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Train wreck

Sam Davis | Monday, October 4, 2004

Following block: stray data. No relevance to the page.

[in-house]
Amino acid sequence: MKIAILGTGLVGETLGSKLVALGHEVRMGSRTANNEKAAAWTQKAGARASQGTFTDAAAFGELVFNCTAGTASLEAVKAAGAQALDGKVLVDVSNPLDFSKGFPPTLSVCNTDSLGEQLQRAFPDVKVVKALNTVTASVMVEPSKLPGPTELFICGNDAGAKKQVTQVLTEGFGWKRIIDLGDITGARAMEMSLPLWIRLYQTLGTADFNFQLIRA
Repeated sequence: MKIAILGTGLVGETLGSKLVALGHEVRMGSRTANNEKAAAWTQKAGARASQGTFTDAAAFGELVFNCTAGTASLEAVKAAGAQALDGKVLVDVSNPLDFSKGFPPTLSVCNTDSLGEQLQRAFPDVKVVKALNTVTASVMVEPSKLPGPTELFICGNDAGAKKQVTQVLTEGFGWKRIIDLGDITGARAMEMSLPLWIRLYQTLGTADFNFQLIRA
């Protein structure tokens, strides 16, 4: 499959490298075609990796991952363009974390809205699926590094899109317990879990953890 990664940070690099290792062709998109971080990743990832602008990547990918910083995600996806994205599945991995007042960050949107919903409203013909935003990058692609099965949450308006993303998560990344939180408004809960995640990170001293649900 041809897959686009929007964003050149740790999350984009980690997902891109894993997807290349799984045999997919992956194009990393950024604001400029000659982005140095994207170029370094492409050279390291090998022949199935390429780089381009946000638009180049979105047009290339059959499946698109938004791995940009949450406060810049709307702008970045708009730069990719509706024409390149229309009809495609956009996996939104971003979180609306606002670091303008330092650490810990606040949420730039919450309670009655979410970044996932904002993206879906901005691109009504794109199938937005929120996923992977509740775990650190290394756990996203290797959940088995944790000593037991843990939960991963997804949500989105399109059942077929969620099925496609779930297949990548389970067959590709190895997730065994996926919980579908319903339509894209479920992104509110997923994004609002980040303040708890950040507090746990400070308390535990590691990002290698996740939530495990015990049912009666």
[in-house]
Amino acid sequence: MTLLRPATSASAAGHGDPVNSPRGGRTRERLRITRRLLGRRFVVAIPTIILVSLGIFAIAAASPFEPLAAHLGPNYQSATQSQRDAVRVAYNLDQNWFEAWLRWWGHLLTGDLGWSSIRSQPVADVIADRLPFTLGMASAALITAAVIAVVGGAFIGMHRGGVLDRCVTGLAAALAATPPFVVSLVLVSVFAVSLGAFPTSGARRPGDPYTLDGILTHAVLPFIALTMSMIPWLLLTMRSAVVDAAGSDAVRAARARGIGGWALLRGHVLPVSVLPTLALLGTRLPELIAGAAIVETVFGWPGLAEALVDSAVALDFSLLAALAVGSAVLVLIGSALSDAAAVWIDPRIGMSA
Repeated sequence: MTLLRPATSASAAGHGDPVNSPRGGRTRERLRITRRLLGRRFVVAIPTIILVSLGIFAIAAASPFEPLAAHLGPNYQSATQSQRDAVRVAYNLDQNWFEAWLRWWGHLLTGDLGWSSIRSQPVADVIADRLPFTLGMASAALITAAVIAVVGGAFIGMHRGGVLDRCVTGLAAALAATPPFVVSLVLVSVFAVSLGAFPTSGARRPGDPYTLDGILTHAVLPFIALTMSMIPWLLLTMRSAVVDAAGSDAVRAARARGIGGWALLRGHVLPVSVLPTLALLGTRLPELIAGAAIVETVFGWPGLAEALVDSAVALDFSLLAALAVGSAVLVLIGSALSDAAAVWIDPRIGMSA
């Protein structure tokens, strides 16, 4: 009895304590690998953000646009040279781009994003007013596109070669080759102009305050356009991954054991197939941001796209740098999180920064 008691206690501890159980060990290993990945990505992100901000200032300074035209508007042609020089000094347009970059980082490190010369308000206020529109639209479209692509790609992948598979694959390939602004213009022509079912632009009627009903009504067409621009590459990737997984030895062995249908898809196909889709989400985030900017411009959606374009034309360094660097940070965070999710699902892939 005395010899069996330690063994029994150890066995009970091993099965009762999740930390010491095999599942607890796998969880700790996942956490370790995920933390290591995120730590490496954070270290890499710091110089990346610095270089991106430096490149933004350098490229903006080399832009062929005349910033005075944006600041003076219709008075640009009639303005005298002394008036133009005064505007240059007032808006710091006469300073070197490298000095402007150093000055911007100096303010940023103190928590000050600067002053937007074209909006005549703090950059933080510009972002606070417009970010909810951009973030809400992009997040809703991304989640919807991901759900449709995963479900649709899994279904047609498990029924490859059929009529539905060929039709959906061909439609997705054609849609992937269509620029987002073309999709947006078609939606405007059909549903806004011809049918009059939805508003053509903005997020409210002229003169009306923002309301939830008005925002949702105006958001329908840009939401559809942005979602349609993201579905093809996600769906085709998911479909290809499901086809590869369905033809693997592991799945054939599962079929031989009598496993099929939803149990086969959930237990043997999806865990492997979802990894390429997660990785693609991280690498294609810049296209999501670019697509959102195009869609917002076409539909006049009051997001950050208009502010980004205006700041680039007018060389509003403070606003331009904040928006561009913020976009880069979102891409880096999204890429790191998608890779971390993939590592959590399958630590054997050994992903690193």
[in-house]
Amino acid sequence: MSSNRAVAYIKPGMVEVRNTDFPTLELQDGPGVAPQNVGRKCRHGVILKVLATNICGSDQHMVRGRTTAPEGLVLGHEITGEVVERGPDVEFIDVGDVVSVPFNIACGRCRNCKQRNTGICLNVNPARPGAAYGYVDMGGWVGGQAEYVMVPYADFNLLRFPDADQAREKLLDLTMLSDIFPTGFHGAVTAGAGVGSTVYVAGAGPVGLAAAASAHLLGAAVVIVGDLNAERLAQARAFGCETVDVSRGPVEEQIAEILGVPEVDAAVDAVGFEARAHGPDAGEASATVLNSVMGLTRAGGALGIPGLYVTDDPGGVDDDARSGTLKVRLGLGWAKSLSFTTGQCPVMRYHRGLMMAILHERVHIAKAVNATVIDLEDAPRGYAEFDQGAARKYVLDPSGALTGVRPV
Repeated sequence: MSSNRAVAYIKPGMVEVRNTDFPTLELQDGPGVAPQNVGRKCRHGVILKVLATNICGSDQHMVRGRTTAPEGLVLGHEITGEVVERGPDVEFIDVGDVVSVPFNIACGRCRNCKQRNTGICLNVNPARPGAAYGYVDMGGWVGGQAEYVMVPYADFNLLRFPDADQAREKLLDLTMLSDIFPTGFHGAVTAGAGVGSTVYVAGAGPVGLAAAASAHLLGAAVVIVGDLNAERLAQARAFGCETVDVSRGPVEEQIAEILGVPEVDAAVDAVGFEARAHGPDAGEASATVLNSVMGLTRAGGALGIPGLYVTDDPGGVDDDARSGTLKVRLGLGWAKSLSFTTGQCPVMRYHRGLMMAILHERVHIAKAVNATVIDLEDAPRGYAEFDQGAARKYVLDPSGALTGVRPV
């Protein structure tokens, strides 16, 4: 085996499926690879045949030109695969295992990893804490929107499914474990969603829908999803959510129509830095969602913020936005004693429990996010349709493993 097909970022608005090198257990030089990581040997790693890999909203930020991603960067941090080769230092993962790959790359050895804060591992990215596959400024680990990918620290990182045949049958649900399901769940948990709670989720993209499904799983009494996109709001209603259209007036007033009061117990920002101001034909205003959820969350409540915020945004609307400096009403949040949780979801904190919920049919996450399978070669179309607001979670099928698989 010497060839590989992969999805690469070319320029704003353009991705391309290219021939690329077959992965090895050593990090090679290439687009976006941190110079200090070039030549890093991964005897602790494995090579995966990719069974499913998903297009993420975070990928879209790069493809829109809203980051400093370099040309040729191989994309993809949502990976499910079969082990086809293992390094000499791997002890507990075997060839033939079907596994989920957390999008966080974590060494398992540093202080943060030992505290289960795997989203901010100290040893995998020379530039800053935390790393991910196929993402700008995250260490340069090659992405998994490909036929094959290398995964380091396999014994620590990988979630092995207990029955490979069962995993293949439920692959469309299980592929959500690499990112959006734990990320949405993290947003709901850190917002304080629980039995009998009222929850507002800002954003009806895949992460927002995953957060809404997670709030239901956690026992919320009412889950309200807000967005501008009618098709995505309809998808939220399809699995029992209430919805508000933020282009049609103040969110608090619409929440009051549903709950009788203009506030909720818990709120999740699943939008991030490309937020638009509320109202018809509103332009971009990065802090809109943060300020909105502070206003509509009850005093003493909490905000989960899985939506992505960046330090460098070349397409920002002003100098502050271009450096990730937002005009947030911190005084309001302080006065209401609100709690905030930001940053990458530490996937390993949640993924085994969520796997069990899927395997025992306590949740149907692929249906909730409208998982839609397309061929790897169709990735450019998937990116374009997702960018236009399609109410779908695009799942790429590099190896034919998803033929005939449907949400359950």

Kyle Orton never got caught up in Purdue’s losing streak at Notre Dame Stadium. But Saturday, he played a pivotal part in breaking it.The Heisman Trophy candidate threw for 385 yards and four touchdowns, Jerome Brooks returned a kickoff a 100 yards for a score and Purdue’s defense bent, but didn’t break as the Boilermakers won at Notre Dame for the first time since 1974 in a 41-16 drubbing of the Irish.”You know, I think people made too much of that,” Orton said, referring to Purdue’s 13 straight losses at Notre Dame. “We don’t go around thinking about that too much but it’s nice for the fans and program to get a win here.”Notre Dame quarterback Brady Quinn nearly matched Kyle Orton in every offensive category, except for the one that mattered – touchdowns. Quinn finished his day with a Notre Dame Stadium record 432 passing yards on 26-of-46 attempts, but only one touchdown – a 40-yard fourth down completion to Rhema McKnight in the third quarter.Notre Dame’s passing wasn’t the problem; it was the team’s inability to run. The Irish managed just 76 yards, led by freshman tailback Darius Walker’s 62 yards on 19 carries.”There were things that we needed to do that we didn’t get done,” Irish head coach Tyrone Willingham said. “We wanted to pass, but we also wanted to run the ball. “We have to sustain the running game and we didn’t do that today. They just stopped us.”Several key plays turned the momentum of the game in the Boilermakers’ favor.After both teams exchanged field goals on their opening drives, Brooks caught the Notre Dame kickoff on the goal line raced through an open seam, spun away from Ambrose Wooden and had a clear path to the end zone, putting Purdue ahead 10-3 in the first quarter.”[Special team problems have been] something that’s kind of been nipping at our heels,” Willingham said. “At Michigan State we had one … and this one, we always know anyone can return a kickoff.”Then, with the score 13-3 in the second quarter, Notre Dame drove the ball inside the Purdue 5-yard line before Walker fumbled on a rush to the left side of the line. The Boilermakers recovered the ball and promptly drove 97 yards down the field for another touchdown, this time with Orton finding Rob Ninkovich on a 2-yard pass to give Purdue a 20-3 halftime lead.The Boilermakers put the nail in the Irish coffin on their first possession of the second half. On 3rd-and-10 at their own 3-yard line, Orton stepped back and lofted a perfect pass to receiver Taylor Stubblefield, who had a step on Irish defensive back Dwight Ellick. Stubblefield made the catch, broke Ellick’s tackle attempt and raced down the sideline for a 97-yard touchdown – the longest pass play ever against a Notre Dame team. “We made some stops early, but then they made some big plays,” Willingham said. “We just didn’t step up and make the big plays. We can’t give up the long kickoff and then turn the ball over in the red zone. “That was a significant swing going in the half. Those were some of the big plays they made. It’s not always experience, sometimes it’s just what day it is. Did you step up and make the play?”After the game, Irish defensive end Justin Tuck said the Irish must move on and look toward their next opponent, Stanford.”In life you’re going to have tough defeats and this is a tough defeat,” said Tuck, who is still one-half sack from the school record after recording one-half of a sack Saturday. “So we’ll cry tonight but tomorrow we’ll come back ready to get tough. “The leadership’s got to step up … Our leaders have to step up and it starts with me.”